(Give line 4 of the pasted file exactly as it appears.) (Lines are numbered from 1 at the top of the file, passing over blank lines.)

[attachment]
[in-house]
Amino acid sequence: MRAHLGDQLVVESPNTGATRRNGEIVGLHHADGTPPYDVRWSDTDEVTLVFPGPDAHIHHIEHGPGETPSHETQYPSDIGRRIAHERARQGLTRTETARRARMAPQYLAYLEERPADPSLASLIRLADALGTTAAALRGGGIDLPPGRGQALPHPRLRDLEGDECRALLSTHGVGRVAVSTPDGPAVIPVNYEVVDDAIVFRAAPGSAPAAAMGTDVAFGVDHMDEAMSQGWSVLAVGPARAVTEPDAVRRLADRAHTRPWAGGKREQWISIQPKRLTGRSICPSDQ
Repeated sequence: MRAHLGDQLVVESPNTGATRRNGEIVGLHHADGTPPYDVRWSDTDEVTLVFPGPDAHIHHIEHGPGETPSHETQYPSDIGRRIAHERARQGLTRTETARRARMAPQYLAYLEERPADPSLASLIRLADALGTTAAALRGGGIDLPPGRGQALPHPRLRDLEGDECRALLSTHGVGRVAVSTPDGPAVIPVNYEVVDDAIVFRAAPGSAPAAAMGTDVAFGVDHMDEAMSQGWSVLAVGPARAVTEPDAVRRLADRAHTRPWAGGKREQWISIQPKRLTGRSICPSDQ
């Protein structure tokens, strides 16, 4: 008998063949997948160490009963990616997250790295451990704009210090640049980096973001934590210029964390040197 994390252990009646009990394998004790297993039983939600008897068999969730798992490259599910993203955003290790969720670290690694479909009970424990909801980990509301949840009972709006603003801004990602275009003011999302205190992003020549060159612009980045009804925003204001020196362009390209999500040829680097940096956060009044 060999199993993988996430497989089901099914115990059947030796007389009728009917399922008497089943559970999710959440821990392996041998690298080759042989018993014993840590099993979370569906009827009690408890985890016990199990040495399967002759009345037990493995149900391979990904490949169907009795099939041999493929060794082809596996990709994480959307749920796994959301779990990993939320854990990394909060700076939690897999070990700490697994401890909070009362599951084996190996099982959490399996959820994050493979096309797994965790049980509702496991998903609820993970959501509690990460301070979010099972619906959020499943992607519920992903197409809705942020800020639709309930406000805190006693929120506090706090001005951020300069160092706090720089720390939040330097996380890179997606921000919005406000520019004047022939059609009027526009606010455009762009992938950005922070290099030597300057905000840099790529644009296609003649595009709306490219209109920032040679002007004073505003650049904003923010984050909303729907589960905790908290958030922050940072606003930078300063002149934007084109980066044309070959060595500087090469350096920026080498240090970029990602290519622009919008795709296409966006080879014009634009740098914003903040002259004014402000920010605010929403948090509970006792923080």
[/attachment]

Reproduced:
């Protein structure tokens, strides 16, 4: 008998063949997948160490009963990616997250790295451990704009210090640049980096973001934590210029964390040197 994390252990009646009990394998004790297993039983939600008897068999969730798992490259599910993203955003290790969720670290690694479909009970424990909801980990509301949840009972709006603003801004990602275009003011999302205190992003020549060159612009980045009804925003204001020196362009390209999500040829680097940096956060009044 060999199993993988996430497989089901099914115990059947030796007389009728009917399922008497089943559970999710959440821990392996041998690298080759042989018993014993840590099993979370569906009827009690408890985890016990199990040495399967002759009345037990493995149900391979990904490949169907009795099939041999493929060794082809596996990709994480959307749920796994959301779990990993939320854990990394909060700076939690897999070990700490697994401890909070009362599951084996190996099982959490399996959820994050493979096309797994965790049980509702496991998903609820993970959501509690990460301070979010099972619906959020499943992607519920992903197409809705942020800020639709309930406000805190006693929120506090706090001005951020300069160092706090720089720390939040330097996380890179997606921000919005406000520019004047022939059609009027526009606010455009762009992938950005922070290099030597300057905000840099790529644009296609003649595009709306490219209109920032040679002007004073505003650049904003923010984050909303729907589960905790908290958030922050940072606003930078300063002149934007084109980066044309070959060595500087090469350096920026080498240090970029990602290519622009919008795709296409966006080879014009634009740098914003903040002259004014402000920010605010929403948090509970006792923080």